If at first they don’t succeed……

I recently was asked to review a business for the purpose of either getting out of their franchise or negotiating with the franchisor about a possible modification to the business.

As Momma used to say “get your money up front!”

A client had purchased a restaurant by buying the LLC from the previous owner.  Well, most of it, anyway.  For some reason, the client only purchased 95% of the outstanding membership interests of the LLC, not the whole 100%.  I’m still not certain what the rationale behind that was.  What I am certain about is that this deal was a train wreck, and the client is doing everything in their power to make it worse.

If you are going to buy an existing business, your due diligence should include review of ALL pertinent documents, including:

  • leases
  • franchise agreement
  • vendor contracts
  • tax returns
  • bank statements
  • financial statements

It is always safer for a business purchaser to buy the assets of a pre-existing business rather than the stock or membership interests of the company, so that there are no hidden surprises.   However, that may not always be possible.

If you are faced with purchasing an existing business, be certain that you have the appropriate professional review documents and financials before you sign the purchase agreement, whether the professional is a lawyer, qualified business intermediary or accountant.  The fortune you save just might be yours.

2018 Alabama Business Law Conference

I’ve been invited to speak on Issuing, Dividing and Transferring LLC Member Interests at the 2018 Alabama Business Law Conference.  The event will be held on October 26, 2018 in Birmingham.

I attended this Conference for the first time last year and find it to be very informative with a wide range of excellent speakers. I plan on putting this on my CLE Schedule as often as possible.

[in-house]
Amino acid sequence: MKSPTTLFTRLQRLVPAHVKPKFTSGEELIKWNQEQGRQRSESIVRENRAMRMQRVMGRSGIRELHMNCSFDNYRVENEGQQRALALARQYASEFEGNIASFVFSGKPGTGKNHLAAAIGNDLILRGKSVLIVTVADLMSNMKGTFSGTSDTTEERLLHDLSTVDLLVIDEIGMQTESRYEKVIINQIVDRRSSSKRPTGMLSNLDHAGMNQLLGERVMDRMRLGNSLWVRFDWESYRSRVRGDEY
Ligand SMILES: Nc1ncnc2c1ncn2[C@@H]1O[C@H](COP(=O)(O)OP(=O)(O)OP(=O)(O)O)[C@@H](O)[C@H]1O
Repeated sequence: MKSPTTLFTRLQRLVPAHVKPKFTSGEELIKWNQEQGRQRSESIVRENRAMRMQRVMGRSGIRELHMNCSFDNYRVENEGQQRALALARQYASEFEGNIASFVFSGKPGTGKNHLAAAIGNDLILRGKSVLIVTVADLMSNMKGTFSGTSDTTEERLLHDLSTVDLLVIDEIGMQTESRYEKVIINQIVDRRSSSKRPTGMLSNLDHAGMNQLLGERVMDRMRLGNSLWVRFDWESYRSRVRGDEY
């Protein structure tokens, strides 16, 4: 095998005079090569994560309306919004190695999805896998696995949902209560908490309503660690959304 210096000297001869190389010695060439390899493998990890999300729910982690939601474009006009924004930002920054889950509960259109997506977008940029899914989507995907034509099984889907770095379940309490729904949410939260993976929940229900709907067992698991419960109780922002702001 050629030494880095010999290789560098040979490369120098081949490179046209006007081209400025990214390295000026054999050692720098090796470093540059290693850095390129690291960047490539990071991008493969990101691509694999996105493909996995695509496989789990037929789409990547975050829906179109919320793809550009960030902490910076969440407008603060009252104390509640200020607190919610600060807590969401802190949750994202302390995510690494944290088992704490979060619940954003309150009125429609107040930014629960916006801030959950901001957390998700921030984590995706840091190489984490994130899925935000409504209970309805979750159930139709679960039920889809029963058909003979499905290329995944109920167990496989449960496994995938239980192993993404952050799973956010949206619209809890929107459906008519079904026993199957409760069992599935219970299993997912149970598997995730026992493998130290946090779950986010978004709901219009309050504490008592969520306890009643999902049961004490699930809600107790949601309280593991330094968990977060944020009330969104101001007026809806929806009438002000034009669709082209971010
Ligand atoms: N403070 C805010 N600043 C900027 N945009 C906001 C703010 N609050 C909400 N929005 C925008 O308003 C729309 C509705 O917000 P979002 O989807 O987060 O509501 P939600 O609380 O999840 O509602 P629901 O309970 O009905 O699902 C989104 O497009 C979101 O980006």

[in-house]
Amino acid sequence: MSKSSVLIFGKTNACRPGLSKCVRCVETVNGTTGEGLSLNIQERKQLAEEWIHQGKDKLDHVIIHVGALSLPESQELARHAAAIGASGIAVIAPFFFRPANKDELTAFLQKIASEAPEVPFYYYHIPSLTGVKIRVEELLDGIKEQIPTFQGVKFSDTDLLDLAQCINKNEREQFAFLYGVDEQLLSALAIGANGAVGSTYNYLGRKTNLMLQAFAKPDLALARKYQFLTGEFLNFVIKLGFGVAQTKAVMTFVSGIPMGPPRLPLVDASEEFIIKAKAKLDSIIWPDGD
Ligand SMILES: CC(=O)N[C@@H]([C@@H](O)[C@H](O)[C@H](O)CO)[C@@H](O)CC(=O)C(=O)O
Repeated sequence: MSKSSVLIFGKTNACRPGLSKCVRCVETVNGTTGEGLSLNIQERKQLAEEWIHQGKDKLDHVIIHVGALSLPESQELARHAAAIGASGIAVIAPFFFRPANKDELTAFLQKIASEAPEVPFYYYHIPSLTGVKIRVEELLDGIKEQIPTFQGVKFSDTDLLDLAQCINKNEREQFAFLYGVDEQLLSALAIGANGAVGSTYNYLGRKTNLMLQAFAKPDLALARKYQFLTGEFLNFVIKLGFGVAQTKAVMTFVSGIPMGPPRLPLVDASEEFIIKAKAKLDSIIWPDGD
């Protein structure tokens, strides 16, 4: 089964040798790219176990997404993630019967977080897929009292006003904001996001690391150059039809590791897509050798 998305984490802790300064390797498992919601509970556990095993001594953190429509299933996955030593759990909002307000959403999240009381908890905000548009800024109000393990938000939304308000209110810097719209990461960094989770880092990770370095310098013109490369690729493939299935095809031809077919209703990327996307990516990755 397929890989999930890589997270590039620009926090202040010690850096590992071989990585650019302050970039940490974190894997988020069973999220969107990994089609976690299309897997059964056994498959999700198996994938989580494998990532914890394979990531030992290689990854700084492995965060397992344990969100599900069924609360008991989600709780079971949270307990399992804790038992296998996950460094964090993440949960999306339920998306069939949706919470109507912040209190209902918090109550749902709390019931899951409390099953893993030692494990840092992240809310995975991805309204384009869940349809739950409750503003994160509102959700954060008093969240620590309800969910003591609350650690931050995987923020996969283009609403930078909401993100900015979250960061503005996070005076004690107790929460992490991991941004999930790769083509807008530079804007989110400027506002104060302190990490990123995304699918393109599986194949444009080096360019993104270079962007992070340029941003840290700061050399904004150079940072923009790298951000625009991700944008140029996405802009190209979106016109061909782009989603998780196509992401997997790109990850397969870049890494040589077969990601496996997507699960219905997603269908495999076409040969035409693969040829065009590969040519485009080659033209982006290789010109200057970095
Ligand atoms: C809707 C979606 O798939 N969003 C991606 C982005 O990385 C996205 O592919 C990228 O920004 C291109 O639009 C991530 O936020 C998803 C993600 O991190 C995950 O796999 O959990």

Stay tuned for updated information on this Conference as it becomes available.

Be the smart one – a little advice can do wonders for your business

Smart business owners know when to ask for help. Proud business owners go out of business.
I have a client that sent a detailed email about spinning out a portion of their assets to an employee, who would set up his own company to contract with not only their former boss, but some of the competition too.
Previously, I would get a two minute phone call asking me to do something that was completely vague and would lead to a series of calls to their bookkeeper or accountant over a few week period that would finally result in whatever it was.
This time the email was direct and on point, with almost all of the information that would be necessary to complete the task. Being curious I called and found out that they had reached out to a business consultant that had come in and restructured the business in a direct, no-nonsense and reasonable way. Hopefully profitable as well.
From time to time, most folks could use a little advice. Don’t let pride get in the way of being a success!
If you’d like help with your business, please call The Corrigan Law Firm PC at (251) 476-2292.

Devil left the porch light on

We have some remarkable artists, authors and songwriters in our area. One recently asked me to help her through the process of copyrighting her work.

It is a very simple process, really. A visit to the United States Copyright Office website, http://www.copyright.gov and it’s a pretty straightforward process.

Same goes for protecting other intellectual property. Copyrights, trademarks, service marks, trade names. All have value.  They have even more value to the people that work hard to establish a brand or a mark. Don’t let someone come along and take what you’ve earned.

Likewise, you can’t just toss a registration on someone else’s intellectual property. Trademarks aren’t just registered, they have to be used and earned to establish your ownership of the mark. I know some folks from Illinois that wish they hadn’t tried that little trick.  Cost them $525,000.  Juries don’t like people that steal someone’s hard earned brand.

Nevertheless, if you need assistance, I will be more than happy to help. You may contact me at rec@corriganlawfirm.com, or simply call the office at 251-476-2292 for further information.